Following Billboard’s decision last week to tweak the methodology of its music charts in favor of paid streaming services, YouTube, a free streaming service, is ramping up its own music charts. On Thursday, the company debuted “Trending,” a chart that refreshes multiple times a day with real-time data on music that is rising on the platform. YouTube also announced improvements to its existing weekly Top Songs, Top Artists and Top Music Videos charts.
The company – which claims to have 1.8 billion users, or a quarter of the world’s population, logging in every month – said in its announcement that it is “just getting started” and will be releasing more charts and detailed data breakdowns of music in the near future. Its new Trending chart is the company’s first external presentation of most-viewed new music on its site. Its Top Songs and Top Artists charts tally up several forms of video across 44 global territories, including official music videos, lyric videos and user-generated content that uses official tracks.
All together, the charts are meant to offer an in-the-moment view of artists and tracks bubbling up in popularity. “The labels and a lot of the industry already use YouTube to understand what’s hot, and as the world’s most powerful music discovery platform, we play a really critical role in new music today,” Stephen Bryan, YouTube’s head of label relations, tells Rolling Stone. “The Trending chart is an evolution that’s based on that understanding. We think it’s going to be incredibly helpful to the industry in providing the clearest view in what’s happening in music today.”
Why right now, though? YouTube claims its Trending chart and other updates are not a reaction to Billboard’s new policies, which now give as much as three times more weight to paid streams (from, for example, a subscription service like Apple Music) as to free streams. But Bryan says it is “unfortunate” that “Billboard is essentially saying the only music fans that count are music fans that have credit cards and are paying for subscriptions,” adding that certain artists like Latin singers and young hip-hop acts – who already outperform on YouTube’s charts as compared to Billboard’s – may be hurt by the changes. YouTube claims its charts offer a “more accurate” view of the music scene. A representative for Billboard did not immediately respond to a request for comment.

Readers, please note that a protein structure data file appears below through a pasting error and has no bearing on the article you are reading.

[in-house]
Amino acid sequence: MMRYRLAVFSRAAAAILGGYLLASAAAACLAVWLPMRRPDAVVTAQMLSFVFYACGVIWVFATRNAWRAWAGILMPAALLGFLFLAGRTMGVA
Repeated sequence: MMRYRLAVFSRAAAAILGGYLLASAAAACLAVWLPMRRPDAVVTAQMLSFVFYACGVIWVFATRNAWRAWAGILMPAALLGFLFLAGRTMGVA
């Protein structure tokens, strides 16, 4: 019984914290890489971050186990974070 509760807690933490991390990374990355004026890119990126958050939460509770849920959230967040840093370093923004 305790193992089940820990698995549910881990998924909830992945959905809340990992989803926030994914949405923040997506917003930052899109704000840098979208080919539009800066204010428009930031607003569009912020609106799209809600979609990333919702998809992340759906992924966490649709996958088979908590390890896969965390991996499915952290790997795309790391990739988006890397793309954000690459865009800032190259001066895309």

YouTube’s moves are already closely watched by the music business – the platform’s user base is eight times larger than Spotify and Apple Music combined, and around 46 percent of all music streamed around the globe is done so through YouTube by latest global reports – so its decision to double down on charts could be seen as an attempt to curry favor with the record industry. Artists and label executives have griped in the past about low payouts and copyright issues brought on by the platform’s user-led, ad-supported business model.
To that end, YouTube is also gearing up to launch, on top of its free video-streaming platform, a paid subscription music service. Per YouTube music head Lyor Cohen, the company will “smoke out” people who can afford to pay for music and shepherd them toward the new service; those paid song streams, Bryan says, will be factored into YouTube’s platform-wide charts with equal weight.